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Alanah Nichole Davis: The issue with closeness

Image by Alanah Nichole Davis/Generated with DALL.E

“Lessons in Chemistry” unfolds as a drama now airing on Apple TV, immersing its audiences in the 1950s. The story orbits around a feminine character deeply rooted in scientific pursuits. Her name is inconsequential to our discourse. Fairly early in the mini-series, love blossoms between her and a kindred spirit. Her love is a masculine energy, equally enamored with science.

Not too long after the introduction of their newfound love, a pivotal segment of the series sees their separation, a sentiment I’m most certain is universally understood. But, I won’t pry into your narrative. Whether the separation in the series was a breakup, an argument, one character moving out of the home, or a death are also inconsequential facts to our discourse.

What is important is that the science-driven protagonist becomes a mother to a seemingly very curious daughter who in her father’s absence delves into discovering more about him. At this juncture, the concept of divinity subtly intertwines with the narrative.

This introduction of a divine element adds a nuanced layer to characters intentionally scripted as flat, black-and-white figures before the series introduced a divine order. The infusion of this spiritual aspect reveals the innate humanity in these characters, transforming them from purposefully two-dimensional to multifaceted individuals.

Like the way change gels together in our real lives, with friction, impact, sharing space, finding someone, spending time apart, books, correspondences, meals, questions, and even something that could be as consequential as the color of our skin – so it does for the characters.

The show, split up into varied timelines takes viewers over the reflections of what I hope will be every character. I’m not sure, I haven’t finished yet. But one of the portals we enter is the man our main character fell for romantically. Into his thoughts of how he’d spent a lifetime hiding what he described as his defects and how he didn’t want to share those sorts of things with someone he cared so much about.

It was a sentiment with which I was familiar. An activity I’d been participating in for some years and still was. Much like the feminine character I’ve introduced here, I’ve found chemistry (pun intended) with counterparts. And despite God or science’s best hints to me that maybe it was time to share my life with someone — I always find a way to convince myself otherwise. Even in friendship.

I often sit and brood when I should not worry about the parts of me that someone might perceive as odd, undesirable, or unloveable. My thoughts range over a myriad of insecurities: The cleanliness of my home when my mental health is wavering, how my hair might look in the morning, how I might seem lazy some days, how my anxiety or depression might be triggered when I’m building a new connection and how, when I’m anxious, it may manifest as anger or irritability.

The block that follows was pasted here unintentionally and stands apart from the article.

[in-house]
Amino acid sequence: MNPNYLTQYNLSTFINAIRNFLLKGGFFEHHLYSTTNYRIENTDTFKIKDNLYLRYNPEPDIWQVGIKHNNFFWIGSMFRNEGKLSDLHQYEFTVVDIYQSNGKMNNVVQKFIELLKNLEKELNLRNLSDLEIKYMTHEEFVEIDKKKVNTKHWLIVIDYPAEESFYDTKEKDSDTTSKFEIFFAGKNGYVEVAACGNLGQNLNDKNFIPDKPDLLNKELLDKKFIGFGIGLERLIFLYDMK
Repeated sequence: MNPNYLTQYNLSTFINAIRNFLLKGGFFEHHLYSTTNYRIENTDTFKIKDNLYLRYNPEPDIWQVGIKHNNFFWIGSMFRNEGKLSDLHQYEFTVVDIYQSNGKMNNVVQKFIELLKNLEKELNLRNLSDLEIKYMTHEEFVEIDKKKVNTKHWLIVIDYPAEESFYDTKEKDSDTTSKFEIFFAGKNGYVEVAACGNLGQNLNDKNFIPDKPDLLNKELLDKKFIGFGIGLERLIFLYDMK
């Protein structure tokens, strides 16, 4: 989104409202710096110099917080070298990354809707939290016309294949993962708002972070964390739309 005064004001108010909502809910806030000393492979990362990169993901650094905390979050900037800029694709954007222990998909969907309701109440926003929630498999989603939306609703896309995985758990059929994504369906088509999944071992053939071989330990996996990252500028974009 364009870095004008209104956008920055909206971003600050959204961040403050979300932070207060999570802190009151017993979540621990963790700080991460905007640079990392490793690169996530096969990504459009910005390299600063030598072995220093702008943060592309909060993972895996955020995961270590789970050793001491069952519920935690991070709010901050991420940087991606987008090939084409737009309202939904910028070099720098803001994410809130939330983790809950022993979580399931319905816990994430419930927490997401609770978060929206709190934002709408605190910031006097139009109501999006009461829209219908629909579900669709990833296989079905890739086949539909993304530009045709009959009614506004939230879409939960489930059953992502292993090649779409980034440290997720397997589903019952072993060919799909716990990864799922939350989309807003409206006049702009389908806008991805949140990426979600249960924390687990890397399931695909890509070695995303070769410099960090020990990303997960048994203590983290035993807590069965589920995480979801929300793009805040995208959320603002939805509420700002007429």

Not dissimilar to the central figures in “Lessons,” I often grapple with the concept of closeness. Despite its inherent sweetness, the act of offering someone a metaphorical microscope into your life — granting them access to your oxygen, carbon, hydrogen, nitrogen, calcium, and phosphorus, the elemental components of human existence — can be daunting. Sharing these intimate facets remains a challenge for me personally, even after more than thirty years on this earth.

The ability to truly know someone, genuinely like them, and maintain that connection is a quality I acknowledge doesn’t come easily to me. This realization is reinforced by both the show and my personal experiences. I reflect on instances where I’ve neglected to respond to messages from someone I was getting to know during times when I wasn’t perceived to be at my best. I contemplate how our complexities become more apparent, contrasting with the initial smoothness we present when meeting someone for the first time.

I admit to being as prickly as a broken chemistry beaker when I feel someone closing in on my morning breath or my unpopular opinions or my outfits that might be less curated and more sweat pants-adjacent or my parenting styles. These are all additional insecurities that have caused me to create space between myself and a person the way a chemist might use filtration.

Perhaps I’m the constant or control variable in the experiment of getting to know someone, in allowing them into my world. Could it be that we all share a certain density when it comes to forging connections? Like the conclusions being drawn on the show so far, I think there has to be something divine in how and why we meet someone and for how long we know them.

I aim to change some of my values surrounding closeness, get vulnerable, and evolve throughout life’s journey, mirroring the arcs of the characters in “Lessons.” Perhaps I can become better at orchestrating my connections to unfold according to plan, and to last.


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Alanah Nichole Davis: The issue with closeness